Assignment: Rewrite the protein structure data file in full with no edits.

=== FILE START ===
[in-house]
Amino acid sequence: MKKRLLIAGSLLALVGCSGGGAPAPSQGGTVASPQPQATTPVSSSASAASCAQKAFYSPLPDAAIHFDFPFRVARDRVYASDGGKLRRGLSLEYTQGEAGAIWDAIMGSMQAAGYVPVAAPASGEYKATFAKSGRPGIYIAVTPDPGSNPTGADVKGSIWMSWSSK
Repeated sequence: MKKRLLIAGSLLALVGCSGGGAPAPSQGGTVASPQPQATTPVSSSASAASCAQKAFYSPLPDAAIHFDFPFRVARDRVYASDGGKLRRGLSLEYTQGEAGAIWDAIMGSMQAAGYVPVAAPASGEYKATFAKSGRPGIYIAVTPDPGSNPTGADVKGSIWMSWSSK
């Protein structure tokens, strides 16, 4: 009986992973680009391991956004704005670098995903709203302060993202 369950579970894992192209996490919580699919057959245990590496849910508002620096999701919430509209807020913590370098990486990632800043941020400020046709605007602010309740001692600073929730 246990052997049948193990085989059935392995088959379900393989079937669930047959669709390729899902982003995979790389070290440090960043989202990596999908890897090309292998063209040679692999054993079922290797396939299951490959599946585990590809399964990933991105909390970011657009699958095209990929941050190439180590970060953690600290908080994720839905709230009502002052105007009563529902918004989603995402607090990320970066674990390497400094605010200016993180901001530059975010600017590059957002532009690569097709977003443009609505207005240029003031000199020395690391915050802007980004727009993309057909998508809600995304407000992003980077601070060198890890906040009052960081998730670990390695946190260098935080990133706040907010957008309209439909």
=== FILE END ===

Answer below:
[in-house]
Amino acid sequence: MKKRLLIAGSLLALVGCSGGGAPAPSQGGTVASPQPQATTPVSSSASAASCAQKAFYSPLPDAAIHFDFPFRVARDRVYASDGGKLRRGLSLEYTQGEAGAIWDAIMGSMQAAGYVPVAAPASGEYKATFAKSGRPGIYIAVTPDPGSNPTGADVKGSIWMSWSSK
Repeated sequence: MKKRLLIAGSLLALVGCSGGGAPAPSQGGTVASPQPQATTPVSSSASAASCAQKAFYSPLPDAAIHFDFPFRVARDRVYASDGGKLRRGLSLEYTQGEAGAIWDAIMGSMQAAGYVPVAAPASGEYKATFAKSGRPGIYIAVTPDPGSNPTGADVKGSIWMSWSSK
């Protein structure tokens, strides 16, 4: 009986992973680009391991956004704005670098995903709203302060993202 369950579970894992192209996490919580699919057959245990590496849910508002620096999701919430509209807020913590370098990486990632800043941020400020046709605007602010309740001692600073929730 246990052997049948193990085989059935392995088959379900393989079937669930047959669709390729899902982003995979790389070290440090960043989202990596999908890897090309292998063209040679692999054993079922290797396939299951490959599946585990590809399964990933991105909390970011657009699958095209990929941050190439180590970060953690600290908080994720839905709230009502002052105007009563529902918004989603995402607090990320970066674990390497400094605010200016993180901001530059975010600017590059957002532009690569097709977003443009609505207005240029003031000199020395690391915050802007980004727009993309057909998508809600995304407000992003980077601070060198890890906040009052960081998730670990390695946190260098935080990133706040907010957008309209439909």